Indeed, the Clean Energy Regulator confirmed to the Australian Environment Foundation that a staggering 195 million REC’s issued since 2001 have transferred, we estimate, $6.5 billion from consumers to energy companies over and above what they have earned providing electricity as required. Cheap energy is a building block of wealth creation and a productive society. The RET destroys this fundamental concept.
Another unforseen issue has emerged in the last 12 months caused by an unexpected decline in demand for electricity. The proportion of renewable energy has exceeded the original 20% target with former Energy and Resources minister, Martin Ferguson recently stating the RET had achieved 30% renewable. According to electricity retailer Energy Australia the cost to consumers and industry of 27 per cent renewable would be $25 billion by 2030.
But wait there is more! Grant King the managing director of Origin Energy, one of Australia’s largest electricity retailers is on the public record warning that the RET will now become the biggest driver of electricity prices in the years ahead, adding that renewable energy costs accounted for 14% of electricity bills compared to 2 per cent five years ago.
The ‘dangerous’ anthropogenic global warming scare is in disarray through static global temperature trends over at least the last 15 years, despite rising emissions, which is completely contrary to all projections from unproven climate models.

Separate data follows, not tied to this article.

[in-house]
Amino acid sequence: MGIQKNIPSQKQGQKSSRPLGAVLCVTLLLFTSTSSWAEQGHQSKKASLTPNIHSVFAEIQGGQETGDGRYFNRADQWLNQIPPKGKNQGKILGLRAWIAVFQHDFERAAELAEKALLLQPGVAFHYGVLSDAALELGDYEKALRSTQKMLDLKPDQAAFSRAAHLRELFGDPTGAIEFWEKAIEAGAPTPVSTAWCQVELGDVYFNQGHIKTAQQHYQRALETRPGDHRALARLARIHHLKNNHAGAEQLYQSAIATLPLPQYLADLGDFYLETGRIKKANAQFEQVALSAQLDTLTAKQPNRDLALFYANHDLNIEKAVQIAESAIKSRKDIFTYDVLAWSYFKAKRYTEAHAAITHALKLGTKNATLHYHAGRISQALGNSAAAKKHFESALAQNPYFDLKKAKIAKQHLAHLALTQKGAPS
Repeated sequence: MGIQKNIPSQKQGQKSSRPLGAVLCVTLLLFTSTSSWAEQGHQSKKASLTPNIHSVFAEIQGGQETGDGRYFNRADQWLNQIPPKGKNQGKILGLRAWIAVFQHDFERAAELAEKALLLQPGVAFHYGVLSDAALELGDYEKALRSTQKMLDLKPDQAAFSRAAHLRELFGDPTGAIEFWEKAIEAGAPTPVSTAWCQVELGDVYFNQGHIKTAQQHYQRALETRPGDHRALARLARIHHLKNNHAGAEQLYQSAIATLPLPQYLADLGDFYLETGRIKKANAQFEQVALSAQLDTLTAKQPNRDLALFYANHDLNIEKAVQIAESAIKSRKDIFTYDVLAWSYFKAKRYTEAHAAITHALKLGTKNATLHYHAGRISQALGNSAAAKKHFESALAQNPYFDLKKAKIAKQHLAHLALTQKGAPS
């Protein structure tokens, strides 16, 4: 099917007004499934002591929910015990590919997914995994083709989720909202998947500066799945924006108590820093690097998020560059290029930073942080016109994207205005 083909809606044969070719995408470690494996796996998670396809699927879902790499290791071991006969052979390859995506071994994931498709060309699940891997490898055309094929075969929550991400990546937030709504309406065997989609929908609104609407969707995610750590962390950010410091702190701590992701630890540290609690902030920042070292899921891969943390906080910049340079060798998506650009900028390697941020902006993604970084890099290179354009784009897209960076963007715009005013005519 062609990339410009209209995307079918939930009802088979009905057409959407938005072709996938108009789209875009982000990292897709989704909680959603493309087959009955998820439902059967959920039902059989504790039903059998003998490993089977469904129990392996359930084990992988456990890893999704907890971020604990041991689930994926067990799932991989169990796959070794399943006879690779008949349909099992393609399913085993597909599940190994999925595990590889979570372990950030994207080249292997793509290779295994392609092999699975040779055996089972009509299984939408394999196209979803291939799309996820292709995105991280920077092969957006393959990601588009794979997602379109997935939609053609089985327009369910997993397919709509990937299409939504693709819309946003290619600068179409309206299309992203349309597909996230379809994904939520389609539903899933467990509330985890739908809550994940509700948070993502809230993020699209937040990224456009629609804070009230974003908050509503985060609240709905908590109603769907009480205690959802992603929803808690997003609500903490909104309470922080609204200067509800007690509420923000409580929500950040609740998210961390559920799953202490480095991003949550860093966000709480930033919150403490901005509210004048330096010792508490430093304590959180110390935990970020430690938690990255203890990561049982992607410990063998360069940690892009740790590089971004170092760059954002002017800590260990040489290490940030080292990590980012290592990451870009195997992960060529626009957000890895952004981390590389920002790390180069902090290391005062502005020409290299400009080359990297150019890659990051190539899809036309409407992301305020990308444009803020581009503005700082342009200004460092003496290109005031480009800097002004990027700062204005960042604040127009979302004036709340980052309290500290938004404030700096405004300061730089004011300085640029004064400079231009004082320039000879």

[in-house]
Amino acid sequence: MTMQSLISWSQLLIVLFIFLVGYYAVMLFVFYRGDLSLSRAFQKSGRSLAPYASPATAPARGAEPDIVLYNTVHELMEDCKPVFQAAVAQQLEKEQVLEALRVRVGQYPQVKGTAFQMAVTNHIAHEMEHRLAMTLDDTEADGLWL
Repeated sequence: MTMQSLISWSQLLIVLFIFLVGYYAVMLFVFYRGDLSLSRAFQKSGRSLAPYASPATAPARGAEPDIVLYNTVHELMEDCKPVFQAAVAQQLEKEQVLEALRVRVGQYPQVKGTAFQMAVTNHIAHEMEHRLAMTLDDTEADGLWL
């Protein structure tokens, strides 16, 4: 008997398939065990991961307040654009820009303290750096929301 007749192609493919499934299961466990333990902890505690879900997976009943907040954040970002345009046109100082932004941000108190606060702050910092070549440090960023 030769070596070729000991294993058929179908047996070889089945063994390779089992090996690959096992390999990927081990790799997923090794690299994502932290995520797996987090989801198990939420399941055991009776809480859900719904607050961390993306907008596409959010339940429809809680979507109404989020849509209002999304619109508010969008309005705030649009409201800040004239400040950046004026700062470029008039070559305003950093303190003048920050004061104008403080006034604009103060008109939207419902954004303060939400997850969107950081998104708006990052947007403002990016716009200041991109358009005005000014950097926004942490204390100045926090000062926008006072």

Herein lays the dilemma for an incoming Abbott government that has already pledged to repeal the discredited carbon tax with widespread public support.
Will an Abbott government accept the facts and evidence now apparent from over a decade of well intentioned, but foolish efforts to rush into the generation of expensive renewable energy unwillingly subsidised by hapless consumers? Or will it persist with the Labor government’s massively ramped up RET?
The known outcomes from this populist policy to date are energy poverty in increasing numbers of households and job losses in industry from an unnecessary $6.5 billion bill that has produced no tangible benefit.
The Coalition speakers at the rally were an indication of a much broader unease with the RET spreading through not only the Coalition, but government members as well. This unease was manifested in a recent speech by former chief government whip, Joel Fitzgibbon who urged his own government to ditch "the ideology of the RET" and comments by Martin Ferguson warning that mandatory renewable energy targets are pushing up power prices.